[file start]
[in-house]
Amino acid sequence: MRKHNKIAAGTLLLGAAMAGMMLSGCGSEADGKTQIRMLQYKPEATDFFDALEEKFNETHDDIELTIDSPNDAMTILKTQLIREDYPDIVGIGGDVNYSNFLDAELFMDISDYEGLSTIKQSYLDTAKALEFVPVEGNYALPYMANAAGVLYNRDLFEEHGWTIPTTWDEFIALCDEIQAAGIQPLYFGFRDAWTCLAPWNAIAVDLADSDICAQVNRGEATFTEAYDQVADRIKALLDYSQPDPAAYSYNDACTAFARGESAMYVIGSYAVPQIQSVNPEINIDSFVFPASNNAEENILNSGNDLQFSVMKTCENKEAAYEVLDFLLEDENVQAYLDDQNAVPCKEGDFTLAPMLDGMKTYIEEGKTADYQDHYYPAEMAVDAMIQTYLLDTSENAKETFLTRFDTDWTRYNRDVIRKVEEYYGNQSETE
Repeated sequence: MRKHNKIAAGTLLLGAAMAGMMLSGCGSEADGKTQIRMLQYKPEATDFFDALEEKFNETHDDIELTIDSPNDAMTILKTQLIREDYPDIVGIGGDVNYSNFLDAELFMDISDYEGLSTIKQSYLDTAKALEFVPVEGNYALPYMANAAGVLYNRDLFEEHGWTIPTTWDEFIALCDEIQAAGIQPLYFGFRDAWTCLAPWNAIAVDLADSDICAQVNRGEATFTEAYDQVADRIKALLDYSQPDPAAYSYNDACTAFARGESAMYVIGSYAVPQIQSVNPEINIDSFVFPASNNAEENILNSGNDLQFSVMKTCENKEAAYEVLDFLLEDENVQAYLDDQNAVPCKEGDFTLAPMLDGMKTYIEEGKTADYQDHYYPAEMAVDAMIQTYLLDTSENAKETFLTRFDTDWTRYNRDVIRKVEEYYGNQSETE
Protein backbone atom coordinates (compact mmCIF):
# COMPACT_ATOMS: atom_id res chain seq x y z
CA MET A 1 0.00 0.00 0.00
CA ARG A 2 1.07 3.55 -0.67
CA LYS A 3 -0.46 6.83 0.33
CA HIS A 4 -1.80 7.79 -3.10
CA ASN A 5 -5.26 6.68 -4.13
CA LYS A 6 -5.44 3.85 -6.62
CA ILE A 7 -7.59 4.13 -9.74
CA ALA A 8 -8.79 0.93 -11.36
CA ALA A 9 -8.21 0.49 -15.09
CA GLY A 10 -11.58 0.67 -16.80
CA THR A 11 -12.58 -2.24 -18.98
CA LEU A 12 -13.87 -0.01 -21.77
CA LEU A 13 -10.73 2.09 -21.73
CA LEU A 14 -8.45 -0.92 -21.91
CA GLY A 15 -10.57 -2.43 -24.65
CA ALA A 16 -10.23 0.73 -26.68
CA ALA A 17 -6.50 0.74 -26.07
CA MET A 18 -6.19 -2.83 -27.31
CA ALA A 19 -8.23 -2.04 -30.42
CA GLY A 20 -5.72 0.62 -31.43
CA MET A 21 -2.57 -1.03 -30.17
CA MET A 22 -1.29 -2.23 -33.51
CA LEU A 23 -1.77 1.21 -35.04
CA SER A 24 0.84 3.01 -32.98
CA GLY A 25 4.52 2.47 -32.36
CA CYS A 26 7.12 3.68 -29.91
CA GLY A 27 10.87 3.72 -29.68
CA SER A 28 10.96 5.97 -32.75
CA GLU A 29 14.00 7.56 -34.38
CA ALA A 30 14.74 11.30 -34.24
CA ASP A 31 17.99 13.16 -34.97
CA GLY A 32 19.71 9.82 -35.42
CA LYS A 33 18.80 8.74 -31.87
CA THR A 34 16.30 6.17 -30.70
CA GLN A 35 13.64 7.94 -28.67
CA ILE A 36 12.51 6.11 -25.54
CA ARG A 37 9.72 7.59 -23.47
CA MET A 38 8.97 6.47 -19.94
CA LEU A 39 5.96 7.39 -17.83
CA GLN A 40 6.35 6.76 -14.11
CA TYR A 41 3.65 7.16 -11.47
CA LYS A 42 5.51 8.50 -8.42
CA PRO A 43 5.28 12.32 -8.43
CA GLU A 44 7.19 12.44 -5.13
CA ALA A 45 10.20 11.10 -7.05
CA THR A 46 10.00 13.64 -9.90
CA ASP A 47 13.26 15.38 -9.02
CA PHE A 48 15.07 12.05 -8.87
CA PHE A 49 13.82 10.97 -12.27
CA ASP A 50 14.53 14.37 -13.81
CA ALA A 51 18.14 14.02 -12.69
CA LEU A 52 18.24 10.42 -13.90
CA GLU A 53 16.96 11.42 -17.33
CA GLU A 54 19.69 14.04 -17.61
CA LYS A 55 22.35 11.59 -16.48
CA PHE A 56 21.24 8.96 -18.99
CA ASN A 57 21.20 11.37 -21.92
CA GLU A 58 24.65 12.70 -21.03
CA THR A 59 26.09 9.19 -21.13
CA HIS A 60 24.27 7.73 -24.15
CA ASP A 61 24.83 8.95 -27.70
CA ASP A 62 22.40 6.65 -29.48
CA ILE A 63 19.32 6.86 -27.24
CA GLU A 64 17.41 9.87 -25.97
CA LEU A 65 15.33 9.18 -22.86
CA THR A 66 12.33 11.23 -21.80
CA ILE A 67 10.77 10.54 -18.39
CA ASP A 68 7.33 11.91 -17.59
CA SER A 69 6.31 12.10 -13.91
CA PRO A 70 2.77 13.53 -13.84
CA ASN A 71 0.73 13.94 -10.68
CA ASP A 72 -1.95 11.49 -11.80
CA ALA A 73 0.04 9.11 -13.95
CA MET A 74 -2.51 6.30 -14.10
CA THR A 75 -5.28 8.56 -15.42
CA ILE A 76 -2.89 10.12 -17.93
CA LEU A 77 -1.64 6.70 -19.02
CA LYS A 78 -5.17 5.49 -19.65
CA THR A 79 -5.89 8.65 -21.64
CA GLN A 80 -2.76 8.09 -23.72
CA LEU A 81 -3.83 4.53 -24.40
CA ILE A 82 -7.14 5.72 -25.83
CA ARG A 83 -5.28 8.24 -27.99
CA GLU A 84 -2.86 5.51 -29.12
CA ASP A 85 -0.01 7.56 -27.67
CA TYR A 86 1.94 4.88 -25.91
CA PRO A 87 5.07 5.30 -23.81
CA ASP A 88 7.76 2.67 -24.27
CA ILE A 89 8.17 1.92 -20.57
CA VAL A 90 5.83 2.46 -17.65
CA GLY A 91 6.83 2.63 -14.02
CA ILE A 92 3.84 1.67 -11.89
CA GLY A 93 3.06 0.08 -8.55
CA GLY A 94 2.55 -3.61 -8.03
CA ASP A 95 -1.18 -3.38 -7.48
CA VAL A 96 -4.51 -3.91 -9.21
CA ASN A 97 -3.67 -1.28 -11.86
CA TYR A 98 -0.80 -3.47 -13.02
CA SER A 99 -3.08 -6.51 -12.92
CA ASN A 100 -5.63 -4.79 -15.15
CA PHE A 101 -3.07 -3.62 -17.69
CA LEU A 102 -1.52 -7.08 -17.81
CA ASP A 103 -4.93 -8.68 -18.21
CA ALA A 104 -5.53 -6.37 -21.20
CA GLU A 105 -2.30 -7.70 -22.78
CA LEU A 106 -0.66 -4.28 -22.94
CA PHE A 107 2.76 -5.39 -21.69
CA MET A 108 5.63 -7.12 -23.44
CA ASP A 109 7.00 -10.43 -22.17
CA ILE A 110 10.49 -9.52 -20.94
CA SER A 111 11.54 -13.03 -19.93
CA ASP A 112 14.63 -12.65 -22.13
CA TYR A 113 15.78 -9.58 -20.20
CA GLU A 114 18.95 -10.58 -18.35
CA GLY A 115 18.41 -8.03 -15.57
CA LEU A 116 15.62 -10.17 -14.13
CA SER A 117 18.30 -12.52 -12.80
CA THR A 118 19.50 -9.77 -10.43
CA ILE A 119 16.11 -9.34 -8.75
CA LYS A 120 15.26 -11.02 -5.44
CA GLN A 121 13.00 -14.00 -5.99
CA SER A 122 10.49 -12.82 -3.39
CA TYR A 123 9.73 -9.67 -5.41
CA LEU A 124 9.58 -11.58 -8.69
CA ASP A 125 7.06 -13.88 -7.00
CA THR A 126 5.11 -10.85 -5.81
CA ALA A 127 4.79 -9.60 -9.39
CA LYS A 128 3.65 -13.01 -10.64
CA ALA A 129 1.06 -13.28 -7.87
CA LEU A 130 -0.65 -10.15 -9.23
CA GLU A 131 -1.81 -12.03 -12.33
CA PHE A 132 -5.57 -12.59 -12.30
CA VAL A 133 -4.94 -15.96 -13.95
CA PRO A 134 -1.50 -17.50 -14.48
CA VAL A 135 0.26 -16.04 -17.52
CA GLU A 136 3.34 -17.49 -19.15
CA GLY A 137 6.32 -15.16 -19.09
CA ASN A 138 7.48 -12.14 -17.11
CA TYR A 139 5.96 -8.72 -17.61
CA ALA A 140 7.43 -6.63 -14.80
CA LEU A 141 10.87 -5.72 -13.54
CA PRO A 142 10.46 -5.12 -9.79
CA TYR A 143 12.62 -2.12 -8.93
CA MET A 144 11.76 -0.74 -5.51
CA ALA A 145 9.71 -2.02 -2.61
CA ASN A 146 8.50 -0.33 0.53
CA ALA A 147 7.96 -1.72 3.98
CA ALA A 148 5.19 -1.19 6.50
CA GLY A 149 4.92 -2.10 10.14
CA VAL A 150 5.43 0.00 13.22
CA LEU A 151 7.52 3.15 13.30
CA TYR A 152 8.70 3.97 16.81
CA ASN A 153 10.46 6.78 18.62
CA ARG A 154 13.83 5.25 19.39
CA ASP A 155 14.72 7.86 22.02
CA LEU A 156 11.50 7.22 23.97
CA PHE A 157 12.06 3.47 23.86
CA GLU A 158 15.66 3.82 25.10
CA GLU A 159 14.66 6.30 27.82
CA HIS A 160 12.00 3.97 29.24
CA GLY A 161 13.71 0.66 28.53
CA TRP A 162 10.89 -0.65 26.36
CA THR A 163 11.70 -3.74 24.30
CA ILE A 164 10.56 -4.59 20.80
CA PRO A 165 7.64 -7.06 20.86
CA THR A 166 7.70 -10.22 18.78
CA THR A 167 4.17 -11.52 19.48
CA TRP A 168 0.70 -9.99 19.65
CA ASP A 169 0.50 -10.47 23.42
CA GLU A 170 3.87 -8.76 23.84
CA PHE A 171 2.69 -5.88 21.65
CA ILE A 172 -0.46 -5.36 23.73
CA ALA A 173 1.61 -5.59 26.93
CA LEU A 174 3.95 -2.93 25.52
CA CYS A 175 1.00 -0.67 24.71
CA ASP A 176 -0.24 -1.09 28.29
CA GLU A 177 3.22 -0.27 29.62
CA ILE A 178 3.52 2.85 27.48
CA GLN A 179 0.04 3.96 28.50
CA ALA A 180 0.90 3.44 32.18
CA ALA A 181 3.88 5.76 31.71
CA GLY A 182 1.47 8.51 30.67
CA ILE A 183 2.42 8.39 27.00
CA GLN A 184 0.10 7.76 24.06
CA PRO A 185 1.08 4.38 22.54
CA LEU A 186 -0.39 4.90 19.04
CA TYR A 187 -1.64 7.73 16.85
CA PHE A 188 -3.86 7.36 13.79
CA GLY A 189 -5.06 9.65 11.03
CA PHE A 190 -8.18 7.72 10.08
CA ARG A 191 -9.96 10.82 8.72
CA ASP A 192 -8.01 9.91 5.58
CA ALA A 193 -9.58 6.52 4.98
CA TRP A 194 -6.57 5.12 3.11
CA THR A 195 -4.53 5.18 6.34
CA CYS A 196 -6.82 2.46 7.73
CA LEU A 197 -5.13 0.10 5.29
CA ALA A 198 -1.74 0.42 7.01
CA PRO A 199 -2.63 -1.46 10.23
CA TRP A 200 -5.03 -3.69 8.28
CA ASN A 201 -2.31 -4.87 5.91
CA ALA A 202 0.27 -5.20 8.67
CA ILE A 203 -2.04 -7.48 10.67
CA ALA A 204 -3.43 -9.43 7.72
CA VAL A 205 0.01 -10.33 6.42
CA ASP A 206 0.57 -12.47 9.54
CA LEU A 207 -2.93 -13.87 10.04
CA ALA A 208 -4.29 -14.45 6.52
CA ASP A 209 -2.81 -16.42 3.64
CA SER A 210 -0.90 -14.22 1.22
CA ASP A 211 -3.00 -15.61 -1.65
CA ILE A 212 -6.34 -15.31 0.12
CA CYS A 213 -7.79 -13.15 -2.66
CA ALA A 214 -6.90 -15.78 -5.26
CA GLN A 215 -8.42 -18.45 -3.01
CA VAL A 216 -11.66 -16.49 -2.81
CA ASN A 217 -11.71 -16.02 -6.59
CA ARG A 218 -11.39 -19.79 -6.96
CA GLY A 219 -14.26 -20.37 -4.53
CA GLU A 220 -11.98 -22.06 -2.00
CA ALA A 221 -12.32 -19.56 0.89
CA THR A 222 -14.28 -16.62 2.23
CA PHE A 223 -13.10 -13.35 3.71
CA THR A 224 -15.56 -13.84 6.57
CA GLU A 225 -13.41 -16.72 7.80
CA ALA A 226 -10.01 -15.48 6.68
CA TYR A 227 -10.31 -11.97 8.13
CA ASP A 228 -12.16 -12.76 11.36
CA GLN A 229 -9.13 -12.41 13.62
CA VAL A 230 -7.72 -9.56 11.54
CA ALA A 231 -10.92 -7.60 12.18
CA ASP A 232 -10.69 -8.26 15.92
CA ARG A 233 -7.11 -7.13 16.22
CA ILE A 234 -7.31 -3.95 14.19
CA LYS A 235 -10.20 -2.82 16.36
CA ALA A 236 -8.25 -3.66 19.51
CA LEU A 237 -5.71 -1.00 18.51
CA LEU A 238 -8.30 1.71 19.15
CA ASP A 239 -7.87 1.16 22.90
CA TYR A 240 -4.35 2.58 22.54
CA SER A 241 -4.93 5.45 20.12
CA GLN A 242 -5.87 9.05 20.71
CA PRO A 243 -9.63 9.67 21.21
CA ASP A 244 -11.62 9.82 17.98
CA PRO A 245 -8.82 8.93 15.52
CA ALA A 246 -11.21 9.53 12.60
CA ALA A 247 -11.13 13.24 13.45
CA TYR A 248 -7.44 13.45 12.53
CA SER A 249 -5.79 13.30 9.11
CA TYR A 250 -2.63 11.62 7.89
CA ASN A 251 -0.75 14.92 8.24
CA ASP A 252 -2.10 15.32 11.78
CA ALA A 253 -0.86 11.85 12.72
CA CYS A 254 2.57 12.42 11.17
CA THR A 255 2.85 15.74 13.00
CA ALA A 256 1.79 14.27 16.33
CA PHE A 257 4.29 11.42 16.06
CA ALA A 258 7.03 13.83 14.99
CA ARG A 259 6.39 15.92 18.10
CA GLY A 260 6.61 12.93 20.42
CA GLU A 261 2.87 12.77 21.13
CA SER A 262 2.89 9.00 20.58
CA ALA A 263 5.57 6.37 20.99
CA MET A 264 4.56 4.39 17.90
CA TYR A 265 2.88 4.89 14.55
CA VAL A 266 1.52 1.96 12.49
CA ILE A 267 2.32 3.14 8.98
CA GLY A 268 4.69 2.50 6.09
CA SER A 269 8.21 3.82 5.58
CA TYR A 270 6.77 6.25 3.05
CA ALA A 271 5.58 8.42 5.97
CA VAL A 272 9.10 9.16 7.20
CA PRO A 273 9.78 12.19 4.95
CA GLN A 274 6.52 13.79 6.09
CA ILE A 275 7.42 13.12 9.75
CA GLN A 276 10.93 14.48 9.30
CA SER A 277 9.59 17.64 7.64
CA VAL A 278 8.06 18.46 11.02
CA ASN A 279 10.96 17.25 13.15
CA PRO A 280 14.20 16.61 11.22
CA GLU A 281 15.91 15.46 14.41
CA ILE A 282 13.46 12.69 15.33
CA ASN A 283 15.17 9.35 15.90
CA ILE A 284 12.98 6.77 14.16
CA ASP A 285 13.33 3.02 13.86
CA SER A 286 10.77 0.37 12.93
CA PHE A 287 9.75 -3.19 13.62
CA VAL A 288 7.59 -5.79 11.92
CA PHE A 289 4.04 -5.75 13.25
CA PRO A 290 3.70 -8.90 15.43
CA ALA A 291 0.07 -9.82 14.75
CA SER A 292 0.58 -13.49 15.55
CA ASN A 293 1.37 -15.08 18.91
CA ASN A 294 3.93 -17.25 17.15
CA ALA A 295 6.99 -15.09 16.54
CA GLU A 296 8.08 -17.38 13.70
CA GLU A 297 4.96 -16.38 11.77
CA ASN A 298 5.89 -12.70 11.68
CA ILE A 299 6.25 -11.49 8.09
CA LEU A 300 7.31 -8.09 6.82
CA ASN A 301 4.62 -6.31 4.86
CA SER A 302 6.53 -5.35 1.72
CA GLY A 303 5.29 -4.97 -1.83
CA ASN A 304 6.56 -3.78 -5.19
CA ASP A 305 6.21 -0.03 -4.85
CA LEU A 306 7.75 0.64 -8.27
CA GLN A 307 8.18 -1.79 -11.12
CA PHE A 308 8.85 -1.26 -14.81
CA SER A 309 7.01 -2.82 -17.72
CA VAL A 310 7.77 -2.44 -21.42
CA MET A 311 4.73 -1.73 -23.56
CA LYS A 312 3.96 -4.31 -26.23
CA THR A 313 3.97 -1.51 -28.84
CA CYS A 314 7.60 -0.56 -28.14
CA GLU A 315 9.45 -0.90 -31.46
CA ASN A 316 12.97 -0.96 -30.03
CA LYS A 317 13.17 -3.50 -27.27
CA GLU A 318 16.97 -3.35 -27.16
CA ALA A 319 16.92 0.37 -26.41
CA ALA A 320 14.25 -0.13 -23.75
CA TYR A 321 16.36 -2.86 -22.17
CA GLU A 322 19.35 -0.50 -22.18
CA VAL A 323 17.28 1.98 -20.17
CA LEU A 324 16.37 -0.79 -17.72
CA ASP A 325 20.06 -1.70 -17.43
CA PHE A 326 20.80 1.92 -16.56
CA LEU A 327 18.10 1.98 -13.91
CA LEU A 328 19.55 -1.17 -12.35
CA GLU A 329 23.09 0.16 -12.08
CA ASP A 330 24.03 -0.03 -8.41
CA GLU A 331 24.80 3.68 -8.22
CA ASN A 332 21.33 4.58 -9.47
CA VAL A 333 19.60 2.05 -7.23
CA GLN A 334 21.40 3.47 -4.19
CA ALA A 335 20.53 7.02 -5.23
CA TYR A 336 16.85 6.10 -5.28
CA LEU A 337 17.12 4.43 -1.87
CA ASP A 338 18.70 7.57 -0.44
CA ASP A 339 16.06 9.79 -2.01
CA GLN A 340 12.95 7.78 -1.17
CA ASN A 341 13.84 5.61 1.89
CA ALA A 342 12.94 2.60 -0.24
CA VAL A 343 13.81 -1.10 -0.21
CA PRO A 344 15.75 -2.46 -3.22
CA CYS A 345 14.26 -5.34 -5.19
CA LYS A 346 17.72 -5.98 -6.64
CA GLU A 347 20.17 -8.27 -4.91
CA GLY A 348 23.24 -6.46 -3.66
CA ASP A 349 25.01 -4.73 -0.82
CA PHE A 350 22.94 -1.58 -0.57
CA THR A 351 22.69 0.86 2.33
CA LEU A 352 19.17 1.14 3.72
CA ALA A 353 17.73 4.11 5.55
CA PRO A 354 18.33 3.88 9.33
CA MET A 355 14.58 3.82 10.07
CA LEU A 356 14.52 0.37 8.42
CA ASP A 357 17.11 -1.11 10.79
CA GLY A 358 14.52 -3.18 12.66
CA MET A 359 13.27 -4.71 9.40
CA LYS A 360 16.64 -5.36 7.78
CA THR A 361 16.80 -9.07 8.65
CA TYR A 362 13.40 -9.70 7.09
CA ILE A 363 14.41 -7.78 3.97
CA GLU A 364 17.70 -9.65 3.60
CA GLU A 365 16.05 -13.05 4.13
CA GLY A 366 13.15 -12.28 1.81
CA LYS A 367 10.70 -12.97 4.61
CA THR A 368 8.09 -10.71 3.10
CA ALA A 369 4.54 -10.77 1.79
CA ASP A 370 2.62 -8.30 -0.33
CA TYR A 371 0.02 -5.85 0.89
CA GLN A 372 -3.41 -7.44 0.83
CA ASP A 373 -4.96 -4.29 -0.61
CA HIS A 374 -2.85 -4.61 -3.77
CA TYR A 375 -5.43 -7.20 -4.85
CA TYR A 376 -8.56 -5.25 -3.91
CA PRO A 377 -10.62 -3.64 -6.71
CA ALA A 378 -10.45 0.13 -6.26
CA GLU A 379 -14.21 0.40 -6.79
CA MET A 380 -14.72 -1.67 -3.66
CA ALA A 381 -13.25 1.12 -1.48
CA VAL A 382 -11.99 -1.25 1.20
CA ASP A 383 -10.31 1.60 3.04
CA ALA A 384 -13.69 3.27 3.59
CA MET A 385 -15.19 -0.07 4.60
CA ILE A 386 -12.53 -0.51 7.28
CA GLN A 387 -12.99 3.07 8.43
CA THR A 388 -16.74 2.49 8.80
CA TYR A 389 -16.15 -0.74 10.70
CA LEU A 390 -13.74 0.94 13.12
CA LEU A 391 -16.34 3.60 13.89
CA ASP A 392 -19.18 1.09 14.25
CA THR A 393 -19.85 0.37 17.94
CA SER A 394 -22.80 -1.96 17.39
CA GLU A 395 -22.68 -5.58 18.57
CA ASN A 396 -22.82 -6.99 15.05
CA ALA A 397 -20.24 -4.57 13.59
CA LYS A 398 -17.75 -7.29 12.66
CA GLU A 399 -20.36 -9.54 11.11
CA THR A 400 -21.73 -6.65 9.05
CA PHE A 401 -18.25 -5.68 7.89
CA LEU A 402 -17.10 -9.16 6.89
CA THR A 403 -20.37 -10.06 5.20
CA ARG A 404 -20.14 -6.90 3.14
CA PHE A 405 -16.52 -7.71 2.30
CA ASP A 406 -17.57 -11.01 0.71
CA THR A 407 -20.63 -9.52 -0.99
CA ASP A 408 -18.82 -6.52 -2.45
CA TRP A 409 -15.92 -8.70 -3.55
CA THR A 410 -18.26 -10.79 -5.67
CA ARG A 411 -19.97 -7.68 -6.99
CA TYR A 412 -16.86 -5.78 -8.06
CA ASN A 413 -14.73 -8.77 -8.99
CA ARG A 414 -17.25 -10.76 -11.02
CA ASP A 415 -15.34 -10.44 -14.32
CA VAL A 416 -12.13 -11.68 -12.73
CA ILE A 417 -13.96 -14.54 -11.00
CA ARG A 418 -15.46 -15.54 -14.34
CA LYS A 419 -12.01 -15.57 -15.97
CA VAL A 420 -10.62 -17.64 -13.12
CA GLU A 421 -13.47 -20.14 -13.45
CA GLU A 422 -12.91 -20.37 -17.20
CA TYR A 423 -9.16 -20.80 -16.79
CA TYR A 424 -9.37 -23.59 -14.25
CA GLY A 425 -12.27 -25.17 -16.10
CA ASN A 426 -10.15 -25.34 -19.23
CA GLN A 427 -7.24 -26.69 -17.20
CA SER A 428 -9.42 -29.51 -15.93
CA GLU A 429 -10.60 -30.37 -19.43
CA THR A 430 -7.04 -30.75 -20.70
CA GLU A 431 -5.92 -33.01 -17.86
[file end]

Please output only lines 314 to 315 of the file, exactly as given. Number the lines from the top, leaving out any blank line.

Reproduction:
CA SER A 309 7.01 -2.82 -17.72
CA VAL A 310 7.77 -2.44 -21.42